Also, combining the condition of step 502 that Φ(t′)*s≈B with the condition of step 512 that (log2 q)+1≧B, results in a situation in which (log2 q)+1≈B.

It is an important aspect of the present invention that q is a divisor of Φt′(p) and that (log2 q)+1≧B. If (log2 q)+1<B, processing returns to step 504 to select another prime number p.

If (log2 q)+1≧B, then at step 514, an optimal normal basis αi, i={1, 2, . . . t}, over F(pt′/t) is obtained, with each αi being a zero of ft(X)=(Xt+1−1)/(X−1)=Xt+Xt−1+ . . . +X+1.

Case 1: If t exists and t′=t, then F(pt′/t) is represented by the integers mod p, and p-th powering in F(pt′) does not require any operations in F(pt′), rather p-th powering is simply a permutation of the basis elements αi, and thus is computationally inexpensive. Thus, multiplication and squaring in F(pt′) can be carried out very efficiently.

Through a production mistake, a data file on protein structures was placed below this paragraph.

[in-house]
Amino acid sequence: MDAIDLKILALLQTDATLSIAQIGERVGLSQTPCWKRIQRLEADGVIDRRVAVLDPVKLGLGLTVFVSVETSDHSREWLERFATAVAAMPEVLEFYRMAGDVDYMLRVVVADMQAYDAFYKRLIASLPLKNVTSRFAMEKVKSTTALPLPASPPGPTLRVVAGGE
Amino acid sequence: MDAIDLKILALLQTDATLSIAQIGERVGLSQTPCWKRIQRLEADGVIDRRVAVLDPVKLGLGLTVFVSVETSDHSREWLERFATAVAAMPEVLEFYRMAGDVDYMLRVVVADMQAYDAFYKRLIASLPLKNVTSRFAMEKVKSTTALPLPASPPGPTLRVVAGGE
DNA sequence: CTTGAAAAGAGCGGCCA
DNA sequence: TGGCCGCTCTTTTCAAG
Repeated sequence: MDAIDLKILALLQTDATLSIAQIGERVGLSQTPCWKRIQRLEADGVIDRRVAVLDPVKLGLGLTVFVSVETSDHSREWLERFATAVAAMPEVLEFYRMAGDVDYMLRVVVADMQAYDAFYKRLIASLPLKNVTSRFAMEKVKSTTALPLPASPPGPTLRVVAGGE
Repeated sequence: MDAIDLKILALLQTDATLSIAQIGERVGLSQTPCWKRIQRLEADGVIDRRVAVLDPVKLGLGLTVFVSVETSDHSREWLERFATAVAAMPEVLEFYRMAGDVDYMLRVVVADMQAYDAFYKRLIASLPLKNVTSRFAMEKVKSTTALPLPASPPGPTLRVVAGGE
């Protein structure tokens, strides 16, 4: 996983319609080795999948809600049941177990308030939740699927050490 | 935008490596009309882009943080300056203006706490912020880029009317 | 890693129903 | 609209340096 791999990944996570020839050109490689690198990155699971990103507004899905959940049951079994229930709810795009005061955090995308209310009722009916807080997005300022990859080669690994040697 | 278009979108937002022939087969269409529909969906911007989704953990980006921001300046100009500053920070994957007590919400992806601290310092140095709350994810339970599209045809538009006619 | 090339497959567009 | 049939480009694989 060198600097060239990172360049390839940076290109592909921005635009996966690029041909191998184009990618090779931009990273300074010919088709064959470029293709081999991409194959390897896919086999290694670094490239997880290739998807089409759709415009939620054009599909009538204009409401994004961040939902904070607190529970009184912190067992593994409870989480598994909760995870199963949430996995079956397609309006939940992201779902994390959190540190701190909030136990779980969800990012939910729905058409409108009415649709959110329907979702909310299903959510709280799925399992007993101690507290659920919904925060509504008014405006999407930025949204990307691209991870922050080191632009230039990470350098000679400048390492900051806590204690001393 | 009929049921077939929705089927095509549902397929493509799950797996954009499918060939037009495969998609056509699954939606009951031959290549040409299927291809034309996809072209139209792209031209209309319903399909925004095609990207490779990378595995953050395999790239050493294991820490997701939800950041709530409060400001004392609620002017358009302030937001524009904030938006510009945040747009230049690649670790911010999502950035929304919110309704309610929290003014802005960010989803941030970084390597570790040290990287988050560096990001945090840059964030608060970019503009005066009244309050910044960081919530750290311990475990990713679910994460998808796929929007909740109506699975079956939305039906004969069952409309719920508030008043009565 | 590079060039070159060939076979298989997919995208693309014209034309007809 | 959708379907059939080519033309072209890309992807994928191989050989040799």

Case 2: If t exists and t′≠t, then the elements of F(pt′/t) are represented using a convenient basis over F(p). In this case, p-th powering requires only a very small number of operations in F(pt′), and multiplication and squaring in F(pt′) can be carried out efficiently. If t′/t is small, then the difference in efficiency of arithmetic in F(pt′) in cryptosystem implementations is negligible as between case 1 and case 2.

Case 3: If t does not exist, then F(pt′) is represented in any convenient way, preferably using a sparse minimal polynomial to make multiplication and squaring in F(pt′) fast.

At step 516, an element b of F(pt′) is randomly selected.

At step 518, a value g = b ( p t - 1 q ) in F ( p t )

is obtained. Computing g is very efficient since an optimal normal basis is used to represent F(pt′).

At step 520, a test is made to determine whether g≠1 in F(pt′). If not, that is, g=1, then processing returns to step 516 to select another element b.